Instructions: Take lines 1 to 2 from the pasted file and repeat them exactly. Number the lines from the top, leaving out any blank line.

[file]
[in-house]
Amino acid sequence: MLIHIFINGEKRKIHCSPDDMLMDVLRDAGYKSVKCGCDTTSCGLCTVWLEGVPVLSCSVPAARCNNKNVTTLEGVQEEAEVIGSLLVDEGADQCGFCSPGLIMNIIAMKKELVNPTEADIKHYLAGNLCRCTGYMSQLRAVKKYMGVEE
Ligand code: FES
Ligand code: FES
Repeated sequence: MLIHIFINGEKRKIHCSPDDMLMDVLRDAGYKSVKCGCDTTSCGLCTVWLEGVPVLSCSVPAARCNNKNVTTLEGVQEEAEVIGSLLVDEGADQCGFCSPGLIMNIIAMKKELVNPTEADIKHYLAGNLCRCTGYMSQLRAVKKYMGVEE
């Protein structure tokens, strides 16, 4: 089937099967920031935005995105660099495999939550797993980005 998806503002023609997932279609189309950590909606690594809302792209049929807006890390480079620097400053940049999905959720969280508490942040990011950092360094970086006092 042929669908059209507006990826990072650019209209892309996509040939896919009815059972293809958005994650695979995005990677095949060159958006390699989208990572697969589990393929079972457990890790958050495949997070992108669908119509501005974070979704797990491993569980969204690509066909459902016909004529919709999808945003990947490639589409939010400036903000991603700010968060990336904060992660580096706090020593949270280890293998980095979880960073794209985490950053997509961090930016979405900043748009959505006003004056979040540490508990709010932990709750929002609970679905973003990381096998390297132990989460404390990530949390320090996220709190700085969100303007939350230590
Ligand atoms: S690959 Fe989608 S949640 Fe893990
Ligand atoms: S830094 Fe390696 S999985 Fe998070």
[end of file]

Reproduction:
[in-house]
Amino acid sequence: MLIHIFINGEKRKIHCSPDDMLMDVLRDAGYKSVKCGCDTTSCGLCTVWLEGVPVLSCSVPAARCNNKNVTTLEGVQEEAEVIGSLLVDEGADQCGFCSPGLIMNIIAMKKELVNPTEADIKHYLAGNLCRCTGYMSQLRAVKKYMGVEE